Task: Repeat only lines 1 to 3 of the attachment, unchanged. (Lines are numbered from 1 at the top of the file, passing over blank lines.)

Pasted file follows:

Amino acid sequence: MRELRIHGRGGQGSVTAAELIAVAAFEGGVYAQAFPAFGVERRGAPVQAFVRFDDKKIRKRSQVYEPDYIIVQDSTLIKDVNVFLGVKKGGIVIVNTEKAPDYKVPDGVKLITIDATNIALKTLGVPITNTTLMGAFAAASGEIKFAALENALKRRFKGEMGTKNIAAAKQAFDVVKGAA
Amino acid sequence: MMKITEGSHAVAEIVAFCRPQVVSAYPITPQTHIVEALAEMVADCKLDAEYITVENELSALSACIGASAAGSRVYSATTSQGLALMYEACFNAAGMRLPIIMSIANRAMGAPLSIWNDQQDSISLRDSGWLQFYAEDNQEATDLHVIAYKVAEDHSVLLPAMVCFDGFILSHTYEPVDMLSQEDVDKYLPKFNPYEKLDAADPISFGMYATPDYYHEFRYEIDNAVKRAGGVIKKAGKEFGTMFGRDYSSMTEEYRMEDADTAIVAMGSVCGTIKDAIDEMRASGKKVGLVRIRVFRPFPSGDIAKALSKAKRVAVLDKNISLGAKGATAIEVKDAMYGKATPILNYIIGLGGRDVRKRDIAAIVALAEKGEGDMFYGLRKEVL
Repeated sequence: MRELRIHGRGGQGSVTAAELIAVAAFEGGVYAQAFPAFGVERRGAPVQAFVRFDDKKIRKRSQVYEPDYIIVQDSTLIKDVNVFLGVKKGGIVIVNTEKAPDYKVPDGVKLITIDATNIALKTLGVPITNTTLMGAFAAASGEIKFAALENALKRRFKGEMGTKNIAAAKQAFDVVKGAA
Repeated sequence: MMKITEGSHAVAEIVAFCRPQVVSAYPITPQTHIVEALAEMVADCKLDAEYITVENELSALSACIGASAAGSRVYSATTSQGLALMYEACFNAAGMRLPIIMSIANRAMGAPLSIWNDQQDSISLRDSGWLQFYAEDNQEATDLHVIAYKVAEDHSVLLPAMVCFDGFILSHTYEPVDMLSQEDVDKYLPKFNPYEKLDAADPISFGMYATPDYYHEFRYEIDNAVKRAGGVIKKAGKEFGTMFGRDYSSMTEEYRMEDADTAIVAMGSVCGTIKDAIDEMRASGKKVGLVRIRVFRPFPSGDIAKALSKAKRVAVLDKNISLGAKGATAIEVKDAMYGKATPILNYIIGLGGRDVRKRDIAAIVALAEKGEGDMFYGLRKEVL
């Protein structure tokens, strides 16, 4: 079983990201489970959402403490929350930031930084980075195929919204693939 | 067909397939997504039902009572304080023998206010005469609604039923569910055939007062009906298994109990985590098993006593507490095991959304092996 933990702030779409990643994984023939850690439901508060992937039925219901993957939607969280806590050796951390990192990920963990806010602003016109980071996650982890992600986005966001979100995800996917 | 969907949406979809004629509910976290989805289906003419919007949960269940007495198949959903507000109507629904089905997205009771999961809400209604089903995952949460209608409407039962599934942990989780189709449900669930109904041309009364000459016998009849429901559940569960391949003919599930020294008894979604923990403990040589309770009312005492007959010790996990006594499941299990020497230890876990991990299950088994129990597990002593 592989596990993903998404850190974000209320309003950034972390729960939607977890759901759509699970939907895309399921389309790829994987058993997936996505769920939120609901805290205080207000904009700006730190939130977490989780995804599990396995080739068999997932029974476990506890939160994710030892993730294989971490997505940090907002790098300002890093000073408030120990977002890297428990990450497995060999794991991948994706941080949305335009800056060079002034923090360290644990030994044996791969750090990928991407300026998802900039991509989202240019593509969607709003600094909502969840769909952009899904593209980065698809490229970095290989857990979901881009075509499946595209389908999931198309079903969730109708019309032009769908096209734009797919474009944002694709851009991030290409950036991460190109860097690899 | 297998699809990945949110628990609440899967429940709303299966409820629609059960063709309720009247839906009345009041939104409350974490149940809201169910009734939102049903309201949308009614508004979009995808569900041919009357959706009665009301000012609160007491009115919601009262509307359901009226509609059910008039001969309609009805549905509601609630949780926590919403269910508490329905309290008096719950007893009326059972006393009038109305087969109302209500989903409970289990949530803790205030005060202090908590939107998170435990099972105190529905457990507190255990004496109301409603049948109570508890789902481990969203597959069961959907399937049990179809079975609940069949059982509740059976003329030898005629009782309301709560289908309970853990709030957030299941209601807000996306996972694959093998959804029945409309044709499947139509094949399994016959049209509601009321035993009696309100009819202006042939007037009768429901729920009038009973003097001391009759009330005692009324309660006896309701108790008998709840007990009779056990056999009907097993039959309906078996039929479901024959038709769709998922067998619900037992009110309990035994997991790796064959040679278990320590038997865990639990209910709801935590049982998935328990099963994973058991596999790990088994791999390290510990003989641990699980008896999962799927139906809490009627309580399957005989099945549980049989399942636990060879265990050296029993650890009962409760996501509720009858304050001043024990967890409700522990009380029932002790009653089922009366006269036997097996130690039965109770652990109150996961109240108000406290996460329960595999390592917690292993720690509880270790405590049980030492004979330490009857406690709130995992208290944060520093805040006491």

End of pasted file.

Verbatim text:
Amino acid sequence: MRELRIHGRGGQGSVTAAELIAVAAFEGGVYAQAFPAFGVERRGAPVQAFVRFDDKKIRKRSQVYEPDYIIVQDSTLIKDVNVFLGVKKGGIVIVNTEKAPDYKVPDGVKLITIDATNIALKTLGVPITNTTLMGAFAAASGEIKFAALENALKRRFKGEMGTKNIAAAKQAFDVVKGAA
Amino acid sequence: MMKITEGSHAVAEIVAFCRPQVVSAYPITPQTHIVEALAEMVADCKLDAEYITVENELSALSACIGASAAGSRVYSATTSQGLALMYEACFNAAGMRLPIIMSIANRAMGAPLSIWNDQQDSISLRDSGWLQFYAEDNQEATDLHVIAYKVAEDHSVLLPAMVCFDGFILSHTYEPVDMLSQEDVDKYLPKFNPYEKLDAADPISFGMYATPDYYHEFRYEIDNAVKRAGGVIKKAGKEFGTMFGRDYSSMTEEYRMEDADTAIVAMGSVCGTIKDAIDEMRASGKKVGLVRIRVFRPFPSGDIAKALSKAKRVAVLDKNISLGAKGATAIEVKDAMYGKATPILNYIIGLGGRDVRKRDIAAIVALAEKGEGDMFYGLRKEVL
Repeated sequence: MRELRIHGRGGQGSVTAAELIAVAAFEGGVYAQAFPAFGVERRGAPVQAFVRFDDKKIRKRSQVYEPDYIIVQDSTLIKDVNVFLGVKKGGIVIVNTEKAPDYKVPDGVKLITIDATNIALKTLGVPITNTTLMGAFAAASGEIKFAALENALKRRFKGEMGTKNIAAAKQAFDVVKGAA